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The Classe Populaire in Revolutionary France and Revolutionary Literature

The Filthy Faubourges: The Stigmitization of the Lower-Class and Their Low Location

Les Mis:
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This picture of the smog inducing smoke stacks from the industrial revolution gives a sense of what the quality of life would have been when living in the faubourges. The suffocating air was not as bad as the suffocating smell of sewage in the streets.



As Jean-Jacques Rosseau experienced at Saint-Marcel, the fabourges existed of "nothing but, dirty, stinking little streets, ugly black houses, a general air of squalor and poverty, beggars, [and] carters" (Lewis, 99). Rosseau's impression was a factual one. During the eighteenth and nineteenth century and the revolutionary periods of France, the urban poor lived in complete deprivation. They lived on the outskirts of the cities. Those impoverished living in the center were pushed out, and the poor peasantry from the fields came in. In Paris, with a large population of 650,000 "most of the inhabitants crowded into the old faubourgs around the Cite and on both banks of the Seine" (Lewis, 99).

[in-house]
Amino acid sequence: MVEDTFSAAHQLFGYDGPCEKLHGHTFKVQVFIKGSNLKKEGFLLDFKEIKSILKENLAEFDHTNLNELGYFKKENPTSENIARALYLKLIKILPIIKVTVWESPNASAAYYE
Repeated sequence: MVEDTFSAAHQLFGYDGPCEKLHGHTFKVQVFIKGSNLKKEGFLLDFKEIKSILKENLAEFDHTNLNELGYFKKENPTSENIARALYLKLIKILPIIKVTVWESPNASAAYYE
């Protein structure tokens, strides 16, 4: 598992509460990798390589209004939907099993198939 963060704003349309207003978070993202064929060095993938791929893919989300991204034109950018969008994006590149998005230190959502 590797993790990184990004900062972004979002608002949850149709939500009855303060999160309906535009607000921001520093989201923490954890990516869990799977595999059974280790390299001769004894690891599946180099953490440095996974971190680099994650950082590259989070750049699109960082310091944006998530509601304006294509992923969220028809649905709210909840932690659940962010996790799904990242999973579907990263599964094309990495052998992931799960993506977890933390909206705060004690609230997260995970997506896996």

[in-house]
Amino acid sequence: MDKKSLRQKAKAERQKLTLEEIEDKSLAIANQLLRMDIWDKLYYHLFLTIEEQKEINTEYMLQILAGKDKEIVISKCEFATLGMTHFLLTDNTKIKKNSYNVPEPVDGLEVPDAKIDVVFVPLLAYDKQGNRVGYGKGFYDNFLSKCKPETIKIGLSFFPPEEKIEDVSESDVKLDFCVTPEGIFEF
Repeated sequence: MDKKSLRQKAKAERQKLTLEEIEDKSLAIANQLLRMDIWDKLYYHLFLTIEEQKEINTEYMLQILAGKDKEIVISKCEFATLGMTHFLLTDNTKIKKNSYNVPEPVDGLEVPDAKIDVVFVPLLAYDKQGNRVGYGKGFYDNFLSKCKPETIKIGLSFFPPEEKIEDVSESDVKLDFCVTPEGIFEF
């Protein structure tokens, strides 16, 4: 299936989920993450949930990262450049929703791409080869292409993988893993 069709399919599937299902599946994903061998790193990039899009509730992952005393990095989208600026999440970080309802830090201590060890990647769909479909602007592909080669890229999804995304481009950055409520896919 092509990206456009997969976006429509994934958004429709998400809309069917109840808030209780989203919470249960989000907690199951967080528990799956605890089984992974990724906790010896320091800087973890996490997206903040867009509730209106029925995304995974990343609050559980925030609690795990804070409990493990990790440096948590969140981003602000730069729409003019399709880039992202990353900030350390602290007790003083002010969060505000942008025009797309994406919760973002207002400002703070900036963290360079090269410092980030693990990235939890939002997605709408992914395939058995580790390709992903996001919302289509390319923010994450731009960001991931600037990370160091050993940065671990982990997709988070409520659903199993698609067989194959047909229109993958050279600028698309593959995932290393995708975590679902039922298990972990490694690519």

Throughout the Revolutionary Period of France, the faubourges did not change substantially. The Left Bank was densely populated and incredibly poverty-striken. The 70,000 Parisians living in the Left Bank were wage-earners who felt the misery of the famine years more so than any other social group. The Right Bank was home to less poverty but more politics. Famous faubourges of the Right Bank, like Saint-Antoine and Saint-Marcel, would become the recruiting grounds for major political movements, such as the Sans-Culottes amd the Popular Movement.

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Dangerous Lower Class Paris Proper Lady